The physical act of driving is also quite a challenge. Driving in Manhattan is kind of fun when you’re in a normal car, because you can dart in and out of traffic, and squeeze through gaps, and push past obstructions. But in the Hummer, you are the obstruction. People cut you off like you’re meaningless. You’re not a cool, unusual, civilian military vehicle that people want to gawk at, like you are in every other city. You’re just a guy who can’t get started quickly at the stoplight. You’re no better than Julio from Bronxville, driving a box truck full of week-old fish to TGI Friday’s in Times Square.
And the worst part is, you can’t avenge any of this behavior, because you can’t catch up fast enough. These taxi drivers cut you off, and then they disappear into a giant sea of yellow, where every vehicle looks the same except for the individual dents and scrapes from where they ran into elderly pedestrians who couldn’t get out of the crosswalk fast enough.
Interestingly, the Hummer blended right in to this sea of yellow in most parts of Manhattan. I figured the residents of New York would see the Hummer, and they would get all excited, because by God how often do you see a Hummer in New York City? But it turns out the residents of New York don’t really care about this sort of thing. I got the feeling that you could ride through New York City in a live brontosaurus, and the average New Yorker would look up at you, sitting there, on the back of a 30,000-pound lizard that went extinct 150 million years ago, and they would think: I wonder if this means yoga is cancelled.
The exception was Times Square. I had to drive through Times Square to shoot my New York tour video, and in doing so, remembered why I hate it so much. The crowds. The people. The traffic. A sea of tourists pointed at the Hummer, probably thinking to themselves: NEW YORK IS SO COOL! THEY HAVE HUMMERS! Meanwhile, I was staring right back at them, thinking to myself: I wonder where in Indiana it’s still acceptable to wear that outfit.
And then there’s the other issue of taking the Hummer on any road trip of more than approximately 75 feet: the constant fear that it may, at any moment, stop working. This happened to us a few weeks ago: we were filming a video here in Philadelphia, and the Hummer completely broke down. The next day, after two tows, hours of waiting, and an Uber ride to retrieve jumper cables, it was finally at the dealership, where I breathed a huge sigh of relief, until the service writer told me: I didn’t know they made Hummers in 1995.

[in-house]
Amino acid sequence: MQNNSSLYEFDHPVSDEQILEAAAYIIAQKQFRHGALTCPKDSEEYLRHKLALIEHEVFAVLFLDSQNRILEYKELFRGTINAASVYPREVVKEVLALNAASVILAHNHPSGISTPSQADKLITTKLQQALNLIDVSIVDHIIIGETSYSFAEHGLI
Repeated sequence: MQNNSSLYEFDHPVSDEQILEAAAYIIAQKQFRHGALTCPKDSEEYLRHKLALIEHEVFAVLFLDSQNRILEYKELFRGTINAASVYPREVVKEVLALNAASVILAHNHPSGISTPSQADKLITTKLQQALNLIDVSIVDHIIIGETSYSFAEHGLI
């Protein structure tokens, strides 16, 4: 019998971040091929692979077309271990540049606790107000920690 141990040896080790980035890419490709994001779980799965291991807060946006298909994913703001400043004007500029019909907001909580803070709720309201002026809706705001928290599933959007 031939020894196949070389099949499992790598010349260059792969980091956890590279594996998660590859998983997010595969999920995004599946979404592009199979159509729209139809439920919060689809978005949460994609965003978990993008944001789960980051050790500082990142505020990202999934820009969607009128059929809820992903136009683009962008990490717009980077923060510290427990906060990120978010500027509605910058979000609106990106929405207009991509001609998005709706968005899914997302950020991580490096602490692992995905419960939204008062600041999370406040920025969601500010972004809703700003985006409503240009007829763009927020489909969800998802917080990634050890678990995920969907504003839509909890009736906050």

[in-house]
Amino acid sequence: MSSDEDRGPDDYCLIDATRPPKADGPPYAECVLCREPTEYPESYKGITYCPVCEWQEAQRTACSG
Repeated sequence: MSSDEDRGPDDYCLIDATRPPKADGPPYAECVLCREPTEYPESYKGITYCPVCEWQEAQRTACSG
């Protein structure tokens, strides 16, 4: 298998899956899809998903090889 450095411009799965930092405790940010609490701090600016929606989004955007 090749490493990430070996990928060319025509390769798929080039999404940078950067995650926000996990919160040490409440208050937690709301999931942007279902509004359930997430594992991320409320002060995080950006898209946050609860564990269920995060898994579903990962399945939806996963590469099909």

In order to avoid a potential issue with the Hummer breaking down this time, I did what any logical, sane, rational person would do: I did not turn off the engine once during the entire time I was in Manhattan. I’m serious. We arrived on Saturday at about 10 a.m., and we left at around 4 p.m., and we filmed in about a dozen locations, and I never once turned off the Hummer. And it worked: the Hummer didn’t have a single problem, unless you count its existence.
After we got all the necessary filming done, we decided to leave Manhattan, which meant precisely one thing: traffic. We sat in line for about 30 minutes at the Holland tunnel, surrounded by drivers who felt the best response to this situation was to repeatedly honk their horns at the stopped vehicles in front of them. But eventually we got back on the turnpike, and we got the windows down, and we let the wind wash over our faces like an excited cocker spaniel in a Chrysler Sebring.
When we finally arrived home after a day of misery, a new feeling came over me: elation. Because I knew I wouldn’t have to drive the Hummer again until it comes time to film the next video.
@DougDeMuro is the author of Plays With Cars. He owned an E63 AMG wagon and once tried to evade police at the Tail of the Dragon using a pontoon boat. (It didn’t work.) He worked as a manager for Porsche Cars North America before quitting to become a writer, largely because it meant he no longer had to wear pants. Also, he wrote this entire bio himself in the third person.